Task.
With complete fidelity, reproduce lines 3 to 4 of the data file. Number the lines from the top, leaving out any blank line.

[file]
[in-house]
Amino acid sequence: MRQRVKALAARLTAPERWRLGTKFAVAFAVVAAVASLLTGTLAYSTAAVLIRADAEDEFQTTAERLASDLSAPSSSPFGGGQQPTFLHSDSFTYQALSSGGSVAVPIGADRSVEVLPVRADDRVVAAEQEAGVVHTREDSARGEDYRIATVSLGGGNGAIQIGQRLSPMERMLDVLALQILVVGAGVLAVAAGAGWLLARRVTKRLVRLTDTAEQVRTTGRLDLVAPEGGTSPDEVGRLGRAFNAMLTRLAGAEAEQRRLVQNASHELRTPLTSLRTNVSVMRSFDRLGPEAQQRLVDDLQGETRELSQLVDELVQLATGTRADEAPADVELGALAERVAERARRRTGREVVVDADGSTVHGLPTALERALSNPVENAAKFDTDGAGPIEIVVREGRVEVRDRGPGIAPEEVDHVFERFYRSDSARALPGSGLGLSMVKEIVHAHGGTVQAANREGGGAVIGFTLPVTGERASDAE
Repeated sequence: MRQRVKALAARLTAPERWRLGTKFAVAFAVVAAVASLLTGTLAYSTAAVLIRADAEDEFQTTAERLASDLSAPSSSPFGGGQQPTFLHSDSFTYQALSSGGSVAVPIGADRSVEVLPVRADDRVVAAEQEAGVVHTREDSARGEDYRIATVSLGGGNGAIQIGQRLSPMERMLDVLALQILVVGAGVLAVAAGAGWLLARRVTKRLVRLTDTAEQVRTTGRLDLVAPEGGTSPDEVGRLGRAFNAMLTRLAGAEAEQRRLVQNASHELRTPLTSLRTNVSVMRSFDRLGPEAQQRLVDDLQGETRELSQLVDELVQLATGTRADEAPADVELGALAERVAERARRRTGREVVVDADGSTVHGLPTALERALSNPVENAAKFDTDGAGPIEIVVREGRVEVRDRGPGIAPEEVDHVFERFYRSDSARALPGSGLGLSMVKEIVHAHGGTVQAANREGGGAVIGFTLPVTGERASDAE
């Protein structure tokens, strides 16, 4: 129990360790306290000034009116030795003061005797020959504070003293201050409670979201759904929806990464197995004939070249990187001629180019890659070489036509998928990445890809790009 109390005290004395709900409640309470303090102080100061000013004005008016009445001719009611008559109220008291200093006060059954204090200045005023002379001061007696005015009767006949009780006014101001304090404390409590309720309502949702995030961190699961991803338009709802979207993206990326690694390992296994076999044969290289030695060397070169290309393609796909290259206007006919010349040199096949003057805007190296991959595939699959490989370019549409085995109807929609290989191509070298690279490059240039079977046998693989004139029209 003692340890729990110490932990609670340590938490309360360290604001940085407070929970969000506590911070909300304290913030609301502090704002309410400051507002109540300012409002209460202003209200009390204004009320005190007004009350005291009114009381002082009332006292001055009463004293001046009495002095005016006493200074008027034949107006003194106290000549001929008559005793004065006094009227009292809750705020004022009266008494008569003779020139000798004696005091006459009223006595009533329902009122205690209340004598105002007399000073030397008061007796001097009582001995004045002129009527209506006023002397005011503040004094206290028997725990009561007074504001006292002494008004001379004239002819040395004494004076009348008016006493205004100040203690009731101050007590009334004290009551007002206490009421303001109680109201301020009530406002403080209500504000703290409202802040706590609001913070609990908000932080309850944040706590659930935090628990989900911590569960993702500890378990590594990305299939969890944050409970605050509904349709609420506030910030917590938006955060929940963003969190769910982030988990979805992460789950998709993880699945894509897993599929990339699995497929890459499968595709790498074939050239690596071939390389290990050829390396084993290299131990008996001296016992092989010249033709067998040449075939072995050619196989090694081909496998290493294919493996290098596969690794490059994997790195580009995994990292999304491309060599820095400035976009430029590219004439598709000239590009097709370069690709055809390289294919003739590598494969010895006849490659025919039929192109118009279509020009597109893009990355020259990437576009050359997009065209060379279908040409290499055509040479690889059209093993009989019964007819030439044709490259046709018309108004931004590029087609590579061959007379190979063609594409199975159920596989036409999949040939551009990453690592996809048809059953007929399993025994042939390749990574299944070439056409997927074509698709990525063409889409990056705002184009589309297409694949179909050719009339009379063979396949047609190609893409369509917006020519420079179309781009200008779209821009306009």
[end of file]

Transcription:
Repeated sequence: MRQRVKALAARLTAPERWRLGTKFAVAFAVVAAVASLLTGTLAYSTAAVLIRADAEDEFQTTAERLASDLSAPSSSPFGGGQQPTFLHSDSFTYQALSSGGSVAVPIGADRSVEVLPVRADDRVVAAEQEAGVVHTREDSARGEDYRIATVSLGGGNGAIQIGQRLSPMERMLDVLALQILVVGAGVLAVAAGAGWLLARRVTKRLVRLTDTAEQVRTTGRLDLVAPEGGTSPDEVGRLGRAFNAMLTRLAGAEAEQRRLVQNASHELRTPLTSLRTNVSVMRSFDRLGPEAQQRLVDDLQGETRELSQLVDELVQLATGTRADEAPADVELGALAERVAERARRRTGREVVVDADGSTVHGLPTALERALSNPVENAAKFDTDGAGPIEIVVREGRVEVRDRGPGIAPEEVDHVFERFYRSDSARALPGSGLGLSMVKEIVHAHGGTVQAANREGGGAVIGFTLPVTGERASDAE
């Protein structure tokens, strides 16, 4: 129990360790306290000034009116030795003061005797020959504070003293201050409670979201759904929806990464197995004939070249990187001629180019890659070489036509998928990445890809790009 109390005290004395709900409640309470303090102080100061000013004005008016009445001719009611008559109220008291200093006060059954204090200045005023002379001061007696005015009767006949009780006014101001304090404390409590309720309502949702995030961190699961991803338009709802979207993206990326690694390992296994076999044969290289030695060397070169290309393609796909290259206007006919010349040199096949003057805007190296991959595939699959490989370019549409085995109807929609290989191509070298690279490059240039079977046998693989004139029209 003692340890729990110490932990609670340590938490309360360290604001940085407070929970969000506590911070909300304290913030609301502090704002309410400051507002109540300012409002209460202003209200009390204004009320005190007004009350005291009114009381002082009332006292001055009463004293001046009495002095005016006493200074008027034949107006003194106290000549001929008559005793004065006094009227009292809750705020004022009266008494008569003779020139000798004696005091006459009223006595009533329902009122205690209340004598105002007399000073030397008061007796001097009582001995004045002129009527209506006023002397005011503040004094206290028997725990009561007074504001006292002494008004001379004239002819040395004494004076009348008016006493205004100040203690009731101050007590009334004290009551007002206490009421303001109680109201301020009530406002403080209500504000703290409202802040706590609001913070609990908000932080309850944040706590659930935090628990989900911590569960993702500890378990590594990305299939969890944050409970605050509904349709609420506030910030917590938006955060929940963003969190769910982030988990979805992460789950998709993880699945894509897993599929990339699995497929890459499968595709790498074939050239690596071939390389290990050829390396084993290299131990008996001296016992092989010249033709067998040449075939072995050619196989090694081909496998290493294919493996290098596969690794490059994997790195580009995994990292999304491309060599820095400035976009430029590219004439598709000239590009097709370069690709055809390289294919003739590598494969010895006849490659025919039929192109118009279509020009597109893009990355020259990437576009050359997009065209060379279908040409290499055509040479690889059209093993009989019964007819030439044709490259046709018309108004931004590029087609590579061959007379190979063609594409199975159920596989036409999949040939551009990453690592996809048809059953007929399993025994042939390749990574299944070439056409997927074509698709990525063409889409990056705002184009589309297409694949179909050719009339009379063979396949047609190609893409369509917006020519420079179309781009200008779209821009306009």